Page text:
William Batz, who has a doctorate in philosophy and is the secretary for social concerns at the Diocese of Pittsburgh, recently answered questions from the Pittsburgh Catholic on the Obama administration’s announcement that it would begin a process to rescind Health and Human Services regulations governing conscience protections for health care workers.
The regulations in question prohibit recipients of federal funds from coercing professionals to perform abortions or sterilizations. They require those who accept federal dollars to certify that they do not discriminate against these professionals of conscience.
The need for such regulations became evident over the last two years in response to various attempts to override freedom of religion and conscience and to compel health care professionals to offer procedures that violated their moral principles.
Late in 2007, for example, the American College of Obstetricians and Gynecologists issued Ethics Opinion No. 385, calling on OB-GYNs to disregard their moral or religious objections to abortion, instructing them to perform or refer for abortions, or risk having their certification to practice revoked. In a perverse twist of logic, a physician who chooses to obey his moral conscience risks being found guilty of “unethical” conduct. Approximately 2,000 OB-GYNs in the United States have identified themselves as pro-life and face penalties for following their conscience.
Threats against religiously affiliated hospitals, notably Catholic hospitals, that refuse to permit abortion and sterilization have also been occurring. The Catholic Church is the largest nonprofit provider of health care services in the United States. One in six patients is served in a Catholic hospital. The church’s stance on abortion and sterilization is clear.
Still, the California attorney general ruled that hospitals in that state have a “duty” to perform abortions, while legislators in California and New York have entertained bills to strip hospitals of their licenses if they fail to meet standards for “women’s health services.” Abortion is redefined as “basic health care,” and, as a result, hospitals that do not provide abortion are deemed to fail “health care” standards. HHS Provider Conscience regulations were enacted in late 2008 precisely to counteract these types of attacks on freedom of conscience in the health care industry.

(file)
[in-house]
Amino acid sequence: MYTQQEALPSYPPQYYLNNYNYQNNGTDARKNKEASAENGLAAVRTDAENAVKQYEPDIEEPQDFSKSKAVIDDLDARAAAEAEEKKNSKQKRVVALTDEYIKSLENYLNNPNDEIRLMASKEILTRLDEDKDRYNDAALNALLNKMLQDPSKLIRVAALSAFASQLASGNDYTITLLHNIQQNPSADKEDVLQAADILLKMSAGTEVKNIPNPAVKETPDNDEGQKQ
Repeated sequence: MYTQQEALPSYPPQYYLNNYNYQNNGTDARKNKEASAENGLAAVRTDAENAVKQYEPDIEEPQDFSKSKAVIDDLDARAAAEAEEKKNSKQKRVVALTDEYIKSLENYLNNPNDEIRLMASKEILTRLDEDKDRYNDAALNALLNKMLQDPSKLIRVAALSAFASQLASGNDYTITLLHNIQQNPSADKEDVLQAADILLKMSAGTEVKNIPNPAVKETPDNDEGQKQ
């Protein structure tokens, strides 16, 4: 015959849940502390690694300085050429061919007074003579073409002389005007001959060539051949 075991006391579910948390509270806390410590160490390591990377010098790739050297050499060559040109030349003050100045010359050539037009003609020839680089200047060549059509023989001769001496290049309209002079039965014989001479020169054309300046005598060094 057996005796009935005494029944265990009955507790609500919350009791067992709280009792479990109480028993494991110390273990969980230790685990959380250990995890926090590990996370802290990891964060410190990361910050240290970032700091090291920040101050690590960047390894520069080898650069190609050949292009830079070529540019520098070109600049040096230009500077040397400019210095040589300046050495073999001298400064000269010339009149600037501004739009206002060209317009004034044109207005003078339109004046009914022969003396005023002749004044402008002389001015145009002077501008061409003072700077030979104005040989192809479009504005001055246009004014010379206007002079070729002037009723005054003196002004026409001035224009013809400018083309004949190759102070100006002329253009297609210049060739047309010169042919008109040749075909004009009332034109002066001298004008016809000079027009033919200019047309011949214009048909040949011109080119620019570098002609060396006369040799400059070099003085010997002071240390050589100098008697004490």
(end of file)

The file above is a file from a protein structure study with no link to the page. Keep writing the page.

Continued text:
The ancient Hippocratic oath has provided the basic ethical standard of the medical profession for more than 2,000 years. Its first admonition is to “do no harm,” but the oath goes further to express an unequivocal prohibition against abortion, too. By repealing conscience protection regulations, the Obama administration signals that the politics of abortion-on-demand trumps the medical profession’s ancient Hippocratic oath, as well as constitutional principles of freedom of religion and conscience.
Some ethicists in health care have also pointed out that, if a physician can be forced to perform abortion as a matter of professional “ethics,” then there is no logical reason why health care professionals cannot also be required to provide assisted-suicide “services,” questionable fertility treatments and the like.
In a letter dated March 16, Cardinal Francis George, president of the U.S. Conference of Catholic Bishops, urged Catholics in the United States to tell the Obama administration to retain HHS regulations that preserve the conscience rights of doctors, nurses and all health care professionals.
“I ask you please to let the government know that you want conscience protections to remain strongly in place,” wrote the cardinal. “In particular, let the Department of Health and Human Services in Washington know that you stand for protection of conscience.”
The cardinal’s plea to U.S. Catholics can be viewed on YouTube at www.usccb.org/conscience protection.
The public has a right to comment on rescission of conscience regulations by April 9, 2009. For further information, or to submit your comments, go to the NCHLA Action Alert at: http://nchla.org/actiondisplay.asp?ID=271.
This article appeared in the March 27, 2009, issue of the Pittsburgh Catholic.